Bottome, Phyllis (1884–1963)
Bottome, Phyllis (1884–1963)
British novelist and lecturer whose work concentrated on life in post-Imperial Austria and the psychological theories of Alfred Adler. Born in Rochester, Kent, England, on May 31, 1884; died in Hampstead, England, on August 22, 1963; daughter of William Macdonald Bottome (a cleric) and Margaret Leatham; married A.E. Forbes Dennis, in 1917.
Grew up in England and U.S.; traveled extensively and published first novel (1905); showed strong interest in psychology throughout writing career, publishing almost fifty novels and two collections of short stories.
Raw Material (1905); Broken Music (1907); The Dark Tower (1909); The Crystal Heart (1911); Old Wine (1920); Belated Reckoning (1925); Windlestraws (1929); Wind in His Fists (1931); Devil's Due (1931); The Advances of Harriet (1933); Private Worlds (1934); Innocence and Experience (1935); Level Crossing (1936); The Mortal Storm (1937); Alfred Adler: A Biography (1939); The Heart of a Child (1940); Masks and Faces (1940); The Mansion House of Liberty (1941); London Pride (1941); (autobiography) Search for a Soul (1947); Under the Skin (1950); Man and Beast (1953); Against Whom? (1954); Eldorado Jane (1956); Walls of Glass (1958); (autobiography) The Goal (1963).
Phyllis Bottome was born of Anglo-American parentage in Rochester, Kent, England, on May 31, 1884. Her father was an American cleric from New York, and her mother was from a distinguished Yorkshire family. Beginning travel early, over the years Bottome visited, and lived for, extended periods in the U.S., Switzerland, Italy, France and Austria. Her first novel Raw Material received positive reviews upon its publication in 1905. Other novels soon followed, and by 1911, when The Common Chord appeared, Bottome had become deeply interested in the new psychological theories that were challenging virtually all of European culture's intellectual and moral foundations.
In 1917, she married Captain A.E. Forbes Dennis and, shortly after the end of World War I, accompanied him to Vienna where he had received a diplomatic assignment. Witness to the contrast of past glories and present suffering of post-1918 Vienna, she saw instances of extraordinary human tenacity, tenderness and folly by keeping her novelist's eyes open to the nuances of life. Bottome's literary stature increased significantly as a result of her years in Vienna, and her 1926 novel Old Wine, a colorful chronicle of Viennese aristocratic life, generally received high critical marks.
During her stay in Vienna, Bottome met and became a follower of Alfred Adler, one of the most impressive psychologists to have broken with the teachings of Sigmund Freud. Published in 1939, two years after Adler's death, Bottome's biographical study of him was written from the perspective of a fervent disciple; nevertheless, it remains of considerable value with insights into both Adler's character and his method of analysis.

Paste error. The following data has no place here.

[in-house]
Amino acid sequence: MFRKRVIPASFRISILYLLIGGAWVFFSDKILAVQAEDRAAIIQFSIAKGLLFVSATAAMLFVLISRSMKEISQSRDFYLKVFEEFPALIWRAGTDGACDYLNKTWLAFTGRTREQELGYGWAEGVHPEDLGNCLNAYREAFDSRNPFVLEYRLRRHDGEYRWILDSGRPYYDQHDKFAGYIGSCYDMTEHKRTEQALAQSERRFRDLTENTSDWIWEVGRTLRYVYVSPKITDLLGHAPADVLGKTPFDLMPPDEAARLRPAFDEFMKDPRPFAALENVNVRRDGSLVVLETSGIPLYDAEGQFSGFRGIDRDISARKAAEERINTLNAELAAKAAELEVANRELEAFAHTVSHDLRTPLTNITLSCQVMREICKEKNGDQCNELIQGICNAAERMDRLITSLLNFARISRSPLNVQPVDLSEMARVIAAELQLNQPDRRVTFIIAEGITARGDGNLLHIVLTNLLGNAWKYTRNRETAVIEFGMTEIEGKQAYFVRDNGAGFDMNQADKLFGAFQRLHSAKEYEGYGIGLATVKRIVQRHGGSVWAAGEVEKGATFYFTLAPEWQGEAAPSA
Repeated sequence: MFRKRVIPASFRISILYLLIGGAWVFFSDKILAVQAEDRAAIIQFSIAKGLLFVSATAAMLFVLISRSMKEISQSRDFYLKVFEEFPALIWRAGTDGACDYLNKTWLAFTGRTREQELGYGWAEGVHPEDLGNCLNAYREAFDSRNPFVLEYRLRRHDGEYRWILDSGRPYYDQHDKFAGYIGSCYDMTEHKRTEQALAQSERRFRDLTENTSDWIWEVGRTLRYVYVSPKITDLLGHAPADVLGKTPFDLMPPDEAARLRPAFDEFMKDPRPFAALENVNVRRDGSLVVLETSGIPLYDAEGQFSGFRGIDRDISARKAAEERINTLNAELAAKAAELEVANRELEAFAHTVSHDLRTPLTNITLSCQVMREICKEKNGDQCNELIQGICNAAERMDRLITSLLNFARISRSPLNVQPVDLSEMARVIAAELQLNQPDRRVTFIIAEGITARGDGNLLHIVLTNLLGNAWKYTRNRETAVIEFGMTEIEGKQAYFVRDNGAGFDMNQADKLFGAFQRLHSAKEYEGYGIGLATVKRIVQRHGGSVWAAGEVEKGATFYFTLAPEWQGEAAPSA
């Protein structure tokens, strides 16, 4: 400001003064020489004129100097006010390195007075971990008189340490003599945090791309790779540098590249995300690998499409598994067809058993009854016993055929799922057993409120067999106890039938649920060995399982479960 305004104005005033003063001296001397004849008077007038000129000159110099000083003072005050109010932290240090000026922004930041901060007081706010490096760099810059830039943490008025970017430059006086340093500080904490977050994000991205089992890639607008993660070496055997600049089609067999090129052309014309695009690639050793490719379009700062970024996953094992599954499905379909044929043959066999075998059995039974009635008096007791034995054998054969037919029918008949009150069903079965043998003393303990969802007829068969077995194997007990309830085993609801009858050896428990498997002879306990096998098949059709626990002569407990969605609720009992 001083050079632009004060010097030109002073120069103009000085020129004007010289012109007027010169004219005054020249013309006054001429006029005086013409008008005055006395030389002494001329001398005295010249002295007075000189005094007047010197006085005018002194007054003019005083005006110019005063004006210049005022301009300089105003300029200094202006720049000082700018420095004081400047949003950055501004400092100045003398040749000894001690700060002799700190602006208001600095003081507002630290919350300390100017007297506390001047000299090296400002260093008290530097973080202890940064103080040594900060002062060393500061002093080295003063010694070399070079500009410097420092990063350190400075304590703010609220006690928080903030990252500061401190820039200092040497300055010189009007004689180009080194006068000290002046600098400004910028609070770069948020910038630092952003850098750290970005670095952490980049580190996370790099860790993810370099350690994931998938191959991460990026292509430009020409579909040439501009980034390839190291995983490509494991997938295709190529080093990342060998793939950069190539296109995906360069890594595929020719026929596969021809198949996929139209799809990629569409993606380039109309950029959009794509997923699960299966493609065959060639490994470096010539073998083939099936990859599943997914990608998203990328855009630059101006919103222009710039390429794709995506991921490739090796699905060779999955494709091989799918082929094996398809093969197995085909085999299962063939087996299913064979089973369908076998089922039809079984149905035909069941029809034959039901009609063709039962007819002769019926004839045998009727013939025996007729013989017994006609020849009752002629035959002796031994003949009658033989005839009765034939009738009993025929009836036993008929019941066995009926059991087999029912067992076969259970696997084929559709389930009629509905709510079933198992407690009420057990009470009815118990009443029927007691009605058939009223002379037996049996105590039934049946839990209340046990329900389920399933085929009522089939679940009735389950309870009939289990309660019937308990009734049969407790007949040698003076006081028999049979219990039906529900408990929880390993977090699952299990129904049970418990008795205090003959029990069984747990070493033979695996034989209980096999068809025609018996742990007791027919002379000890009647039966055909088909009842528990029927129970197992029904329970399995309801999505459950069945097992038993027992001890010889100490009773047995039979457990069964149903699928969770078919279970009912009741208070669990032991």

Although her previous novels had attracted a relatively small but loyal band of readers, Bottome had to wait until 1934 to publish an acclaimed bestseller. In that year, Private Worlds appeared to superb reviews, a success she repeated in 1937 with The Mortal Storm, a passionately anti-Nazi book set in Vienna which made Bottome's name a household word in the English-speaking world. In the years immediately preceding World War II, she made three extensive lecture tours of the United States. Although she would never repeat the popular success of The Mortal Storm, she continued writing finely crafted books to the end of her life. During World War II, because of her personal hatred of Fascism as well as her firsthand experience with Adolf Hitler's homeland of Austria, she worked as a lecturer for the British Ministry of Information.
In 1947, Bottome's first volume of autobiography, Search for a Soul, sensitively analyzed the first 18 years of her life. In her 1950 work Under the Skin, she left the world of Europe behind to study human passions in the West Indies. The 1953 Man and Beast dealt with the complex relationships between animals and humans. Other works that appealed to loyal fans throughout the 1950s were Against Whom? (1954), Eldorado Jane (1956) and Walls ofGlass (1958). Bottome completed and published in 1962 a second autobiographical volume, entitled The Goal, before her death in Hampstead, England, on August 22, 1963.
Bottome, Phyllis. Alfred Adler. A Biography. NY: Putnam, 1939.
——. The Goal. London: Faber and Faber, 1962.
——. Search for a Soul (Fragment of an Autobiography). NY: Reynal & Hitchcock, 1948.
"Miss Phyllis Bottome, An Accomplished Novelist," in The Times [London]. August 23, 1963, p. 10.
John Haag , Associate Professor, University of Georgia, Athens, Georgia